On Wednesday 21st instant the Undersigned will sell in front of the Stores of
Messrs. FORD & JEFFRIES
6 saddle horses
10 good cows
And a varied assortment of merchandise
J.D. NORDEN, Auctioneer
Saturday 24 January 1846
BIRTH at her residence at Fort Beaufort on the 21st January 1846, Mrs. John VAUGHAN of a son
For Sale at the Stores of
Christy's Black and Drab Beaver Hats 21s each
Superfine do 27
Harris do 27
Paris Hats 16
500 Mens and Boys Caps 1
Fancy Cloth do 3s 4/6 6s
Blue Navy Caps 6
Double and Single Guns
RIFLES and PISTOLS
For Sale at the Store of
Boys Single Percussion Guns £1 : 10s
do do do £1 : 17: 6
Flint do £1 : 1s
Gents Single Percussion do £3
Double do £5
Farmers' Double Flint Guns £4 : 10s
Do Single £1 : 10
Superior Rifles £4 : 10
Fine and Coarse Powder
Saturday February 7 1846
And for Sale at the Stores of the Undersigned
A batch of very superior
And a few barrels of fresh
An Apprentice to the Boot and Shoe-making Business
Apply to the Undersigned
Bathurst Street, 10th Jan 1846
MARRIED in St.George's Church, Graham's Town on the 3rd instant by the Rev. J. Heavyside, Colonial Chaplain, William CANNELL Esq, only son of P. CANNELL Esq of Douglas, Isle of man, to Rosetta, eldest daughter of Mrs. FEATHERSTONE, Fort England.
MARRIED on Wednesday 14th inst in St.Augustin's Church by the Rev. G. Cocoran P.P, Patrick HOWARD to Elizabeth Goldsmith PHILLIPS, second daughter of John PHILLIPS of the Fish River Mouth
BIRTH on the 3rd inst, Mrs. G.J. NICHOLLS of a son
BIRTH – Mrs. CHALMERS of a daughter at the Chumie Missionary Station, Kaffirland, on the 2nd instant
DIED at Colesberg, the infant daughter of Mr. W.R. DIXON, aged 6 days
By the mail, which came in on Tuesday last, we learn the arrival in Table Bay of the first Emigrant ship, chartered under the new government regulations. The immigrants brought by this arrival consist of 78 married persons, 37 single men, 17 single women and 12 infants. The adults are classed as follows:
4 Male Domestic Servants
43 Agricultural Laborers
13 Female Domestic Servants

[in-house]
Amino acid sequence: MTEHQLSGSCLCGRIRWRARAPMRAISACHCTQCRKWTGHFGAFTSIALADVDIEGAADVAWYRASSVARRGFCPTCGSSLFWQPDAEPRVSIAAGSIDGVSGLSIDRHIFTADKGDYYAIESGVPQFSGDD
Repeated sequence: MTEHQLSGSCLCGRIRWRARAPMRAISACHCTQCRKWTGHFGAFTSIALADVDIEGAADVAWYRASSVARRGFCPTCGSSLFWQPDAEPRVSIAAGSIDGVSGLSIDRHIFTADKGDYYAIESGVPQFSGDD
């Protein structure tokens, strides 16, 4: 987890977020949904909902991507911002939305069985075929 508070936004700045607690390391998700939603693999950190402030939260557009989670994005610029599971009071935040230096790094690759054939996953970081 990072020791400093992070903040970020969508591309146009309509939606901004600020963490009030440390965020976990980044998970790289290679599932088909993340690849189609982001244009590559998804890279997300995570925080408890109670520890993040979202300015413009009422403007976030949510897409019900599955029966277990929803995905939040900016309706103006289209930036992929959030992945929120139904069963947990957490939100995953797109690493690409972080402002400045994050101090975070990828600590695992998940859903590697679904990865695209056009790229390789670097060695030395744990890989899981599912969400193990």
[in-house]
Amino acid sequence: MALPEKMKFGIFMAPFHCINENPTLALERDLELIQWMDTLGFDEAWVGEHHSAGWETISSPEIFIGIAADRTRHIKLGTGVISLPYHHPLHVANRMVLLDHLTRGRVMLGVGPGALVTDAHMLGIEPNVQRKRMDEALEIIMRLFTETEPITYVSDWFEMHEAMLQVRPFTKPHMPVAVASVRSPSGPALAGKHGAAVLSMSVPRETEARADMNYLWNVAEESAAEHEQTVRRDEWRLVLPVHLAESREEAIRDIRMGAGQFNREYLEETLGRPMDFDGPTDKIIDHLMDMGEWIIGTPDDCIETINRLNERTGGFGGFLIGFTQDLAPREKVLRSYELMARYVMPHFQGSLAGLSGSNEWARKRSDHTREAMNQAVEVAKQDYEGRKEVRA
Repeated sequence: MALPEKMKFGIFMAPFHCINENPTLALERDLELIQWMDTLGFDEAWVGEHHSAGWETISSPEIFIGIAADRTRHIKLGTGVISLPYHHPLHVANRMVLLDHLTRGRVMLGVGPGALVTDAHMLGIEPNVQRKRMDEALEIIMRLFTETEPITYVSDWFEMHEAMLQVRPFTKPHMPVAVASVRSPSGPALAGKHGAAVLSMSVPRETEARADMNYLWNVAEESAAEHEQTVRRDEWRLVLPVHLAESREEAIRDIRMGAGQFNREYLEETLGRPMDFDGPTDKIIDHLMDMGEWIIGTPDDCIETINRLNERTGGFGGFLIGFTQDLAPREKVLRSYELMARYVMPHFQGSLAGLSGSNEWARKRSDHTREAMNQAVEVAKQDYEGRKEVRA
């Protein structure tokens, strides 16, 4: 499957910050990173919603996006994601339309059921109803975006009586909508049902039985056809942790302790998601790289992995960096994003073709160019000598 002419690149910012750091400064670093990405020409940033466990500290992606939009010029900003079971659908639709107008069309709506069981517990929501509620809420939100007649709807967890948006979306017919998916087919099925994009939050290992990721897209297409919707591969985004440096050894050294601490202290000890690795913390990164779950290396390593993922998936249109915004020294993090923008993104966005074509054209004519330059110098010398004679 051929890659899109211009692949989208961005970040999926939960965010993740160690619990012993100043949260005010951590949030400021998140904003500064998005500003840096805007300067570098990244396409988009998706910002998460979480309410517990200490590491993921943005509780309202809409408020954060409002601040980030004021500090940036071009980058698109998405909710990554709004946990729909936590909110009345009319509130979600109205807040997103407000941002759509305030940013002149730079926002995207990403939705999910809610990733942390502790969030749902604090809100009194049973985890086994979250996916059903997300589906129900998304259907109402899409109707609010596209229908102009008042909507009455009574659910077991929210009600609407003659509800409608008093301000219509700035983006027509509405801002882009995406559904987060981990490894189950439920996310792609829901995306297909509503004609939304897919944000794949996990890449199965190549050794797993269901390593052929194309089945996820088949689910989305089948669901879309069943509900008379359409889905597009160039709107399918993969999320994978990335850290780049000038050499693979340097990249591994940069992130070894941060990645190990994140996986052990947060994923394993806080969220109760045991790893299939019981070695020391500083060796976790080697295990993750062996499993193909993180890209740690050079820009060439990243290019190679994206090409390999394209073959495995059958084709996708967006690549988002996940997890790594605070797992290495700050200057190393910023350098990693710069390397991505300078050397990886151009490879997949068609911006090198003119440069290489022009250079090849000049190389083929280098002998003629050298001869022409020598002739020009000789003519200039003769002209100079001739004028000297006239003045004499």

4 Female Farm Servants
Besides these, the same vessel brought seven cabin passengers, namely Messrs. C. FLORY, C. EWEN, J. LYALL, J. RUSSEL, H. COXHEAD and BIRTWHISTLE (surgeon) and Miss THOMPSON.
During the voyage it appears that the measles broke out on board and proved fatal to 19 children. The following certificate, however, testifies to the healthy state of the ship at the period of arrival.
Table Bay, January 27th 1846
The ship 'Susan' left Plymouth November 23rd for Cape of Good Hope with Emigrants. On December 1st lat 59 51 North, long 15 West, the first case of measles occurred, and this disease continued till the 18th Jan, when the last case was put out of the sick list well, and in my opinion the ship is now free from infection.
The ship is in the same condition for cleanliness it has been during the voyage, and all clothes and linen of every description have been washed and thoroughly purified.
John BIRTWHISTLE, Surgeon
Capt. BANCE RN &c &c
Notice by the Government had been given that the immigrants would be in readiness on the 30th ult at the Chevonne Battery, to receive proposals from, or to enter into engagements with persons requiring their services. The next emigrant ship will land its passengers at Port Elizabeth.
Saturday 14 February 1846
On Friday 20th February
Four Pieces or Plots of Building Ground
Most desirably situate for business at the corner of D'Urban Street and the Parade.